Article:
Biszku receives suspended prison sentence for complicity in war crimes
Budapest, December 17 (MTI) – Communist-era party functionary Bela Biszku on Thursday received a suspended prison sentence for complicity in war crimes.
The Municipal Court of Budapest acting as a court of first instance, however, exonerated Biszku of the charges of ordering the shooting of a total of 49 anti-communist protesters in December 1956 and the beating of academics in March 1957.
The court said it was unable to establish that Biszku, as a member of the Provisional Executive Committee, a central steering body of the then newly formed Hungarian Socialist Workers’ Party (MSZMP), served as the instigator of the shootings. The court said there was no evidence that the shootings were even ordered by the Communist leadership.
The court’s reasoning behind the suspended prison sentence was that Biszku was complicit in the crimes because he had failed to hold the actual perpetrators to account.
Biszku was indicted in 2013 for his role in the Provisional Executive Committee’s setting up a special police force, directly controlled by its members, which was then responsible for firing shots at the public, including unarmed protesters. Biszku’s role was qualified as a war crime.
In 2014, a lower court declared Biszku guilty of instigation and complicity to homicide and sentenced him to five and a half years in prison, but in June of this year, a municipal appeals court annulled that ruling and ordered a new trial.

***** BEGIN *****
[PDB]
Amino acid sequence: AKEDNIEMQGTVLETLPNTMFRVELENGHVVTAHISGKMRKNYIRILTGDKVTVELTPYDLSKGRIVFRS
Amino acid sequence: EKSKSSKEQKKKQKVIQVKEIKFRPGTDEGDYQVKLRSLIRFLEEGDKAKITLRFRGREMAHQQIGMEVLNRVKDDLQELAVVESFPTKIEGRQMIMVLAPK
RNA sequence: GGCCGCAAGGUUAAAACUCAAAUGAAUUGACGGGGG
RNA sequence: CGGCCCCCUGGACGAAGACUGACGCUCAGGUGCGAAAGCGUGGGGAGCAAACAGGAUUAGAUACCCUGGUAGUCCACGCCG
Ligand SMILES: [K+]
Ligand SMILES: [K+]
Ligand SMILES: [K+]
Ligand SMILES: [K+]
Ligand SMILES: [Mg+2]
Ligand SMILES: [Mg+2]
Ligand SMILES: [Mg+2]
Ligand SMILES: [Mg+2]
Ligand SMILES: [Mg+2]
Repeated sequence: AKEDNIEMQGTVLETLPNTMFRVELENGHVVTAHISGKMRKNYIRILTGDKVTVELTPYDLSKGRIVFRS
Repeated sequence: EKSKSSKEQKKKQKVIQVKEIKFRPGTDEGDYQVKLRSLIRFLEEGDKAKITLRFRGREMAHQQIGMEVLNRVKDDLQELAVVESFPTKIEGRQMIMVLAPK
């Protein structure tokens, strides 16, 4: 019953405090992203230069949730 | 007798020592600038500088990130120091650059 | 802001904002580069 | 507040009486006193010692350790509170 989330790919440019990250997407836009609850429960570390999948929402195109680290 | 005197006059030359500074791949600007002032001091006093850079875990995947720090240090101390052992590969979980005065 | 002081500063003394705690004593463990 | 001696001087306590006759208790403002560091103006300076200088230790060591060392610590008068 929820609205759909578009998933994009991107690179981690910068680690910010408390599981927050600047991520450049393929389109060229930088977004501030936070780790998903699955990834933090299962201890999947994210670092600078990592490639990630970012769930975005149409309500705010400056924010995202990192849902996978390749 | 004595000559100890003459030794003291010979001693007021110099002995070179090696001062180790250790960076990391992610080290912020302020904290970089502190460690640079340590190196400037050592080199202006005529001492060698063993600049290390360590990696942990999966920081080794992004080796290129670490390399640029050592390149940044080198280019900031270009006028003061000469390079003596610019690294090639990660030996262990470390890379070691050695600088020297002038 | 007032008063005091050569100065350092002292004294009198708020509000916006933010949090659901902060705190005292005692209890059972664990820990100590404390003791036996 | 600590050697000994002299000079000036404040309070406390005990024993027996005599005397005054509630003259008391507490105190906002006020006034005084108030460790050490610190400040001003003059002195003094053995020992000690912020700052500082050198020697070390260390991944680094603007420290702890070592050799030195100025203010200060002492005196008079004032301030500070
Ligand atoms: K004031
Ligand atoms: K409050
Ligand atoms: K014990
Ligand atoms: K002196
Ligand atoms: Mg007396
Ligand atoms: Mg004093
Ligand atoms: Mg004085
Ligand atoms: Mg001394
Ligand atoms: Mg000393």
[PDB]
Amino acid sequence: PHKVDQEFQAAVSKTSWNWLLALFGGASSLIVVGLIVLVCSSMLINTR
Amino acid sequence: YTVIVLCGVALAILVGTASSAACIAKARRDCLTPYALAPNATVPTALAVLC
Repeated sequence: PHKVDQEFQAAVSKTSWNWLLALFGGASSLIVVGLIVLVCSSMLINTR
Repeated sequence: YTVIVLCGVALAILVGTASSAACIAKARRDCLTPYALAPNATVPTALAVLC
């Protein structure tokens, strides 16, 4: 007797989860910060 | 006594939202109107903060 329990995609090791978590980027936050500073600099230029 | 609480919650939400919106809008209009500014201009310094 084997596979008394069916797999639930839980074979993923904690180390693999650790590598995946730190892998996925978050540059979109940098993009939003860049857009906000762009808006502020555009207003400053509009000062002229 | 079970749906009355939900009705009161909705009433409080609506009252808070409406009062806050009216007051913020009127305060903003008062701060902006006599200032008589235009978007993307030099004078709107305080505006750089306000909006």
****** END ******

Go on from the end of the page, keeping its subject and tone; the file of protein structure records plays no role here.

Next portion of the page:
In an additional but separate case, Biszku was found guilty of unlawful possession of ammunition.
He was also found guilty of publicly denying the crimes of the Communist regime in two television interviews in which he referred to the 1956 uprising as a “counter-revolution” and disputed that the Communist Party sentenced its political opponents in show trials.
Gabor Magyar, Biszku’s attorney, said on the sidelines of the trial that justice had been served, adding, however, that he will appeal the ruling to get a full acquittal for his client.
The prosecution also appealed the ruling, and the case will be referred to the Budapest Court of Appeals.
Biszku was born in 1921 and became part of the Communist Party’s leadership in the 1950s. He served as minister of the interior and deputy prime minister after 1956.
Gergely Gulyas, deputy chair of ruling Fidesz, welcomed the ruling and said that it was “obvious” that communist leaders bore a criminal responsibility for developments in late 1956. He added, however, that compared to the crimes the sentence was much too lenient.
Radical nationalist Jobbik deputy leader Elod Novak called the sentence “outrageous” and said that announcing the ruling was “equal to a denial of communist crimes” and added that in his justification to the decision, the judge “was enthusiastically excusing” Biszku.
Novak insisted it was “shameful” that “one of the leaders of post-1956 retaliation” will not spend a single day in prison but go on enjoying the “luxury” financed from an extraordinarily high pension. He insisted that several thousand retired officials of communist times were receiving such pensions, totalling billions of forints each year.